Leading scientists and clinicians from Leeds have been awarded a grant worth around £200,000 by medical research charity Breast Cancer Campaign to test a new method using magnetic resonance imaging (MRI) that could predict chemotherapy benefit and ensure that patients receive the most appropriate treatment.
Breast cancer patients are sometimes given chemotherapy drugs before surgery to reduce the size of a tumour, which is known as 'neoadjuvant chemotherapy'. However, at present, it is difficult to know precisely who will benefit from this.
It can take many doses (cycles) of neoadjuvant chemotherapy to cause a noticeable change in tumour size, and in some cases the tumour does not shrink at all, meaning that patients experience the significant side-effects of chemotherapy with very little benefit. It is therefore essential that new ways are developed to find out at an earlier stage whether a breast tumour is responding to neoadjuvant chemotherapy.
Professor David Buckley, based in the School of Medicine at the University of Leeds, is leading a three-year project to test a new method of monitoring the effectiveness of chemotherapy as early as possible. His team have already developed a method to tell whether a tumour is responding to chemotherapy, using a conventional hospital MRI scan to measure blood flow to the tumour.
Breast Cancer Campaign is funding a clinical trial of this new technique, led by Professor Buckley, to see whether changes to a tumour's blood flow can be detected after just one cycle of neoadjuvant chemotherapy.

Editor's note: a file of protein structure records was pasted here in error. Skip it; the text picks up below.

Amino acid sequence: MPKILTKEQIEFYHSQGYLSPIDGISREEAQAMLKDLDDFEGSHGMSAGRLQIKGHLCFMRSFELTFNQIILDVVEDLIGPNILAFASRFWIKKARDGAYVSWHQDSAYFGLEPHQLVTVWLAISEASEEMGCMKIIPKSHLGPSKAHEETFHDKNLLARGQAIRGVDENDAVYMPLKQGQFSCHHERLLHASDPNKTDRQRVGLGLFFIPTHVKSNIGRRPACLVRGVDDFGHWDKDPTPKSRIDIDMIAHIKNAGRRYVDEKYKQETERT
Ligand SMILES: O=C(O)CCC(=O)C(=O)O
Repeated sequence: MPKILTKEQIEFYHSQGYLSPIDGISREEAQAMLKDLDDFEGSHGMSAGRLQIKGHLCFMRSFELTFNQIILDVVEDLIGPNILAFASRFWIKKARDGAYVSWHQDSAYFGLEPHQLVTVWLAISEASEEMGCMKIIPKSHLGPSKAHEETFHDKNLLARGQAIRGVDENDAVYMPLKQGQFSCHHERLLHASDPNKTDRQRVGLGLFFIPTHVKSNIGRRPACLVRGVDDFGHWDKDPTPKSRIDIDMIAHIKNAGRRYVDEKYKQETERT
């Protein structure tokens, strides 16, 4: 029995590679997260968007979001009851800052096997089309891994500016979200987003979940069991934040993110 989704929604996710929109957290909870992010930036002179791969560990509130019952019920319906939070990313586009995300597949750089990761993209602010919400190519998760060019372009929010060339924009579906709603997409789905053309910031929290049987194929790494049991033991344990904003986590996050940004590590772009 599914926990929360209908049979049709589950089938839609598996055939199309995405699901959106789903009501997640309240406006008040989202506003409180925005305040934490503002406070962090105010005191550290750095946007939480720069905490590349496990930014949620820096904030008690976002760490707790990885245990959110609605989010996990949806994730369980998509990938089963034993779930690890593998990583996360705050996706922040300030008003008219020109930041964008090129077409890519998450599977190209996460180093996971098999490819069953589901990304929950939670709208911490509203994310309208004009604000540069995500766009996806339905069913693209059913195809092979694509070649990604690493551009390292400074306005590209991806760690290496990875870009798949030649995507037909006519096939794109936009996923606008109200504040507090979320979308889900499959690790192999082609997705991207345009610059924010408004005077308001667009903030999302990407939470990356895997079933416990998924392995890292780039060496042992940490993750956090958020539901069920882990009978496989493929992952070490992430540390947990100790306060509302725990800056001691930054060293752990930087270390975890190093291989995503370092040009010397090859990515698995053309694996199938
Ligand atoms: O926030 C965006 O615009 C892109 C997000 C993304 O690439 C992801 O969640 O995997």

The trial will recruit 40 women receiving neoadjuvant chemotherapy for breast cancer, who will have MRI scans before, during and after the course of chemotherapy. In addition, tumour tissue will be analysed both after one cycle of chemotherapy and once it has been removed by surgery, to see how successful the neoadjuvant chemotherapy has been at treating the tumour.
Katherine Woods, Senior Research Communications Manager at Breast Cancer Campaign, said:
"To ensure that breast cancer patients receive the most effective treatment possible, we need to identify whether neoadjuvant chemotherapy is working for them as soon as we can.
"Professor Buckley's research will help find better ways to monitor how effective chemotherapy before surgery actually is for each individual, ensuring that it can be directed to the people most likely to benefit and enabling those it is unlikely to help to be spared from the gruelling side-effects and to pursue more appropriate options."
Over 4,000 women in Yorkshire & The Humber are diagnosed with breast cancer each year, on average, and sadly almost 1,000 women in the region die of the disease each year1.